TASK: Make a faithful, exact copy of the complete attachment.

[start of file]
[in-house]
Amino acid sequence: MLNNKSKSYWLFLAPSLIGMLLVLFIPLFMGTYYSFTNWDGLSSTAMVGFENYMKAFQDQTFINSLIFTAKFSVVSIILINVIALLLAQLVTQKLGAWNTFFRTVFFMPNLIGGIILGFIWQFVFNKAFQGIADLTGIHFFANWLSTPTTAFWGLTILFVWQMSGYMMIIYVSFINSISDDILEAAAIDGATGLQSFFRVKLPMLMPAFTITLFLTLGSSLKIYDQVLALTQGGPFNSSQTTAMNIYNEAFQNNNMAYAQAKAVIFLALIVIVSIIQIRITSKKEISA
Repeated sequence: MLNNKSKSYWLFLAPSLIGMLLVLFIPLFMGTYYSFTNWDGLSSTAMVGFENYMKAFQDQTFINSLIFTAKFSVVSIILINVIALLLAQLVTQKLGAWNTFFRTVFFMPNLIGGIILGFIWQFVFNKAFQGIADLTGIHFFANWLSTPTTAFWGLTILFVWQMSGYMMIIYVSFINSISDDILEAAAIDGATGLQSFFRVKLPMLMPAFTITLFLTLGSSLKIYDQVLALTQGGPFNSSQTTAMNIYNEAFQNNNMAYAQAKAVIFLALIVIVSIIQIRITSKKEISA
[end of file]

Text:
[in-house]
Amino acid sequence: MLNNKSKSYWLFLAPSLIGMLLVLFIPLFMGTYYSFTNWDGLSSTAMVGFENYMKAFQDQTFINSLIFTAKFSVVSIILINVIALLLAQLVTQKLGAWNTFFRTVFFMPNLIGGIILGFIWQFVFNKAFQGIADLTGIHFFANWLSTPTTAFWGLTILFVWQMSGYMMIIYVSFINSISDDILEAAAIDGATGLQSFFRVKLPMLMPAFTITLFLTLGSSLKIYDQVLALTQGGPFNSSQTTAMNIYNEAFQNNNMAYAQAKAVIFLALIVIVSIIQIRITSKKEISA
Repeated sequence: MLNNKSKSYWLFLAPSLIGMLLVLFIPLFMGTYYSFTNWDGLSSTAMVGFENYMKAFQDQTFINSLIFTAKFSVVSIILINVIALLLAQLVTQKLGAWNTFFRTVFFMPNLIGGIILGFIWQFVFNKAFQGIADLTGIHFFANWLSTPTTAFWGLTILFVWQMSGYMMIIYVSFINSISDDILEAAAIDGATGLQSFFRVKLPMLMPAFTITLFLTLGSSLKIYDQVLALTQGGPFNSSQTTAMNIYNEAFQNNNMAYAQAKAVIFLALIVIVSIIQIRITSKKEISA